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Autonomous vehicle startup May Mobility announced its first fully driverless ride service Monday, offering human-free transit to those living in an Arizona retirement community.

Retirees in Sun City, Arizona, are the first to test the Toyota-backed company’s autonomous cars without a human safety operator in the driver’s seat, the company announced in a statement.

Starting Monday afternoon, a select group of users in the 55+ community outside of Phoenix can request a Toyota Sienna minivan for a ride to resident complexes, medical centers and other locations through Via, an app-based on-demand transit service. The Early Rider test group is comprised of residents with “varying transportation needs” to help May Mobility gather feedback and further develop its driverless technology for older communities.

“Especially here, we have an aging population – people who either can’t drive or maybe shouldn’t be driving, but, if they can’t get transportation because our cities are built in such a sprawling way, their quality of life really is negatively impacted,” May Mobility CEO Edwin Olson told CNN. “They can’t go to the grocery store, they can’t get to their doctor’s appointments, they can’t do recreational things. For us, being able to provide transit where people need the transit the most is not only a great business, but it’s a social good.”

May Mobility’s driverless minivan rides are currently free and available on Sun City’s public roads on weekday afternoons. As the driverless cars move, a team of remote operators from May Mobility monitor and communicate with the vehicle.

Any resident of Sun City is eligible to apply to be a so-called “Early Rider,” though May Mobility says it intends to “significantly expand” driverless services beyond the test group.

While the Michigan-based startup first deployed its on-demand vehicles on Sun City public roads in April, cars until now featured a safety operator in the driver’s seat as part of testing efforts. The initial test was sponsored by AARP, though this phase is funded by May. May is also still testing rides with safety operators in cities across Texas, Michigan and Minnesota.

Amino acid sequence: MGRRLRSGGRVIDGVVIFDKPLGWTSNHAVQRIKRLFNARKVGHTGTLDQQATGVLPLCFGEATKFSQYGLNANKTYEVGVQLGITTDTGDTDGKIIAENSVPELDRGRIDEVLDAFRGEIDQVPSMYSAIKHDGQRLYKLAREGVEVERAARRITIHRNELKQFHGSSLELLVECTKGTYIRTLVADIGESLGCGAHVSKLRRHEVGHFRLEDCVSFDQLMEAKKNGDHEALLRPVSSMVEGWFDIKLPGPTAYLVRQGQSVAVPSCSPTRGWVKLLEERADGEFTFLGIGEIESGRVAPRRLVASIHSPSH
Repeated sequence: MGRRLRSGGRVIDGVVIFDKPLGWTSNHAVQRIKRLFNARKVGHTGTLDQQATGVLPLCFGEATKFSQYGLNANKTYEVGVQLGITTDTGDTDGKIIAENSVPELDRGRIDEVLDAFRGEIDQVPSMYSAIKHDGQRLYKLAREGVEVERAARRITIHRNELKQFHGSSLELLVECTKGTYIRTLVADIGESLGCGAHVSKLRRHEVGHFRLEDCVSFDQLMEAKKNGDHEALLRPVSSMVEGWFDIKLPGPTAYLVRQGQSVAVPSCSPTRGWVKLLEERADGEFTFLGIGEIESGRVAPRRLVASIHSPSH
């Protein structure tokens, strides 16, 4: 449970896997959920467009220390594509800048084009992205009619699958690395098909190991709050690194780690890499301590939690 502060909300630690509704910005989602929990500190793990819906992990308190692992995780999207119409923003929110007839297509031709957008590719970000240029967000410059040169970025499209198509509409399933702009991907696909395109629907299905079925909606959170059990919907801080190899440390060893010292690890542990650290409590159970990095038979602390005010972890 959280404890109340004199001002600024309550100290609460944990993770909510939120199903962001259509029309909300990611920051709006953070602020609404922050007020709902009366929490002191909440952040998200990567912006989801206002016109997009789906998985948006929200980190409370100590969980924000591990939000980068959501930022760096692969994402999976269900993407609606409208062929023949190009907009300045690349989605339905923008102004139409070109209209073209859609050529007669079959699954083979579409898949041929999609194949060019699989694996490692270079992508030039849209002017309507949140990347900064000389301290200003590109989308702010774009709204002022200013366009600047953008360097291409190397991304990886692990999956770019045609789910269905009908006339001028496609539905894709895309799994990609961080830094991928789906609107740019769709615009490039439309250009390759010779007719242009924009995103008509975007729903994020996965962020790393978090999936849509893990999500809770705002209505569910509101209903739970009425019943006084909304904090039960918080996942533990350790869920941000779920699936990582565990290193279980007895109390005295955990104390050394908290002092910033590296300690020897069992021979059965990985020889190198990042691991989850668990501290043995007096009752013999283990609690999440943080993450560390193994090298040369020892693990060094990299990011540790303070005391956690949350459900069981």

By partnering with retirement communities, cities and transit agencies to identify transportation gaps, May Mobility has been able to get to the testing phase while its biggest competitors have struggled. Alphabet-owned Waymo gained approval to operate in San Francisco in August and launched robotaxi pickups at Phoenix Sky Harbor International Airport in December. Meanwhile, General Motors’ self-driving arm Cruise laid off nearly a quarter of its workforce in December after GM cut spending on the project in November after a driverless vehicle hit a pedestrian in downtown San Francisco. The incident pushed California regulators to revoke Cruise’s driverless taxi testing permits.

“We’re not robo-taxis. We are micro transit that works with cities to help solve their most challenging transit problems,” Olson said. “In many cases, this means that the city is our customer, and we work together.”

May Mobility has also faced some scrutiny since launching in 2017 and emerging from the prestigious start up accelerator Y Combinator. (Other grads of Y Combinator include Airbnb, Cruise, DoorDash and Dropbox).

Amid a partnership with Rhode Island’s Department of Transportation, a 2019 interview featured officials concerned with the lack of air conditioning in shuttles, slow adoption of vehicles able to accommodate riders with disabilities and several weather conditions that required human operators to intervene.

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